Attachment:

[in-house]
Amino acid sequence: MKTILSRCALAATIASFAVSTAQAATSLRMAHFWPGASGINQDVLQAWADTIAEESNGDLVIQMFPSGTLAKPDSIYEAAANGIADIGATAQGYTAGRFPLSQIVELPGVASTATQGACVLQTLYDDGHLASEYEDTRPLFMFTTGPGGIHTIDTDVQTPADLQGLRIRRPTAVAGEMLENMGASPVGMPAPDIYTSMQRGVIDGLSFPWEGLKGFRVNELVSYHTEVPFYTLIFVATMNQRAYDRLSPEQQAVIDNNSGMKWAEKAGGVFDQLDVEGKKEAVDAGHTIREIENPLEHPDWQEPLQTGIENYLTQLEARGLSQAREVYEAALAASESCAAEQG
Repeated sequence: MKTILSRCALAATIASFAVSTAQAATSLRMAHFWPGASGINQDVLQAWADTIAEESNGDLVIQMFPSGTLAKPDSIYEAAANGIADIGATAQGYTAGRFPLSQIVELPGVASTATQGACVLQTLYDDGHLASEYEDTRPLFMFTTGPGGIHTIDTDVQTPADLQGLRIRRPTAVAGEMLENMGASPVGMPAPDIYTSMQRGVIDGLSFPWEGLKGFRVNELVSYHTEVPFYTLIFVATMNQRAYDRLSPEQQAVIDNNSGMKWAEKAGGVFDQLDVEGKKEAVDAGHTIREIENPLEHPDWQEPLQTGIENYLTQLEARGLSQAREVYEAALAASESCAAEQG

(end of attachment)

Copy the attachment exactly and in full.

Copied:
[in-house]
Amino acid sequence: MKTILSRCALAATIASFAVSTAQAATSLRMAHFWPGASGINQDVLQAWADTIAEESNGDLVIQMFPSGTLAKPDSIYEAAANGIADIGATAQGYTAGRFPLSQIVELPGVASTATQGACVLQTLYDDGHLASEYEDTRPLFMFTTGPGGIHTIDTDVQTPADLQGLRIRRPTAVAGEMLENMGASPVGMPAPDIYTSMQRGVIDGLSFPWEGLKGFRVNELVSYHTEVPFYTLIFVATMNQRAYDRLSPEQQAVIDNNSGMKWAEKAGGVFDQLDVEGKKEAVDAGHTIREIENPLEHPDWQEPLQTGIENYLTQLEARGLSQAREVYEAALAASESCAAEQG
Repeated sequence: MKTILSRCALAATIASFAVSTAQAATSLRMAHFWPGASGINQDVLQAWADTIAEESNGDLVIQMFPSGTLAKPDSIYEAAANGIADIGATAQGYTAGRFPLSQIVELPGVASTATQGACVLQTLYDDGHLASEYEDTRPLFMFTTGPGGIHTIDTDVQTPADLQGLRIRRPTAVAGEMLENMGASPVGMPAPDIYTSMQRGVIDGLSFPWEGLKGFRVNELVSYHTEVPFYTLIFVATMNQRAYDRLSPEQQAVIDNNSGMKWAEKAGGVFDQLDVEGKKEAVDAGHTIREIENPLEHPDWQEPLQTGIENYLTQLEARGLSQAREVYEAALAASESCAAEQG